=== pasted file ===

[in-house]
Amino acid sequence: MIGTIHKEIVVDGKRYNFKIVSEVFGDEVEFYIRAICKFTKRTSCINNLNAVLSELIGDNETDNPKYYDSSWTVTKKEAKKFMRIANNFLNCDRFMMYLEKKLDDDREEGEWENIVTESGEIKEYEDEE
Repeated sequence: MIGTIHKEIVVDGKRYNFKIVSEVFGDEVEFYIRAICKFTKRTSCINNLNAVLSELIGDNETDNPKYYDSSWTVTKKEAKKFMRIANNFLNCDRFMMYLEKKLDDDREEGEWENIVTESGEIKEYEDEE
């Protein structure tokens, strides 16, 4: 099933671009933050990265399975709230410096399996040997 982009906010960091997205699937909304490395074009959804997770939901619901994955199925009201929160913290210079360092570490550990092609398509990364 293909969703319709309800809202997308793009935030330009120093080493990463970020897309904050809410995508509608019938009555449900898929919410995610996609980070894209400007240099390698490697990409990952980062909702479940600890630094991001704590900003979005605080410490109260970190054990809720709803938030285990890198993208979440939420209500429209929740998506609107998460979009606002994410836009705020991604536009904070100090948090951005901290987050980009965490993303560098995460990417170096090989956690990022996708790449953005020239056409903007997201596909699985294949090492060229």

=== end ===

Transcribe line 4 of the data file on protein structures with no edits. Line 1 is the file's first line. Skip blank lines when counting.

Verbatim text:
């Protein structure tokens, strides 16, 4: 099933671009933050990265399975709230410096399996040997 982009906010960091997205699937909304490395074009959804997770939901619901994955199925009201929160913290210079360092570490550990092609398509990364 293909969703319709309800809202997308793009935030330009120093080493990463970020897309904050809410995508509608019938009555449900898929919410995610996609980070894209400007240099390698490697990409990952980062909702479940600890630094991001704590900003979005605080410490109260970190054990809720709803938030285990890198993208979440939420209500429209929740998506609107998460979009606002994410836009705020991604536009904070100090948090951005901290987050980009965490993303560098995460990417170096090989956690990022996708790449953005020239056409903007997201596909699985294949090492060229």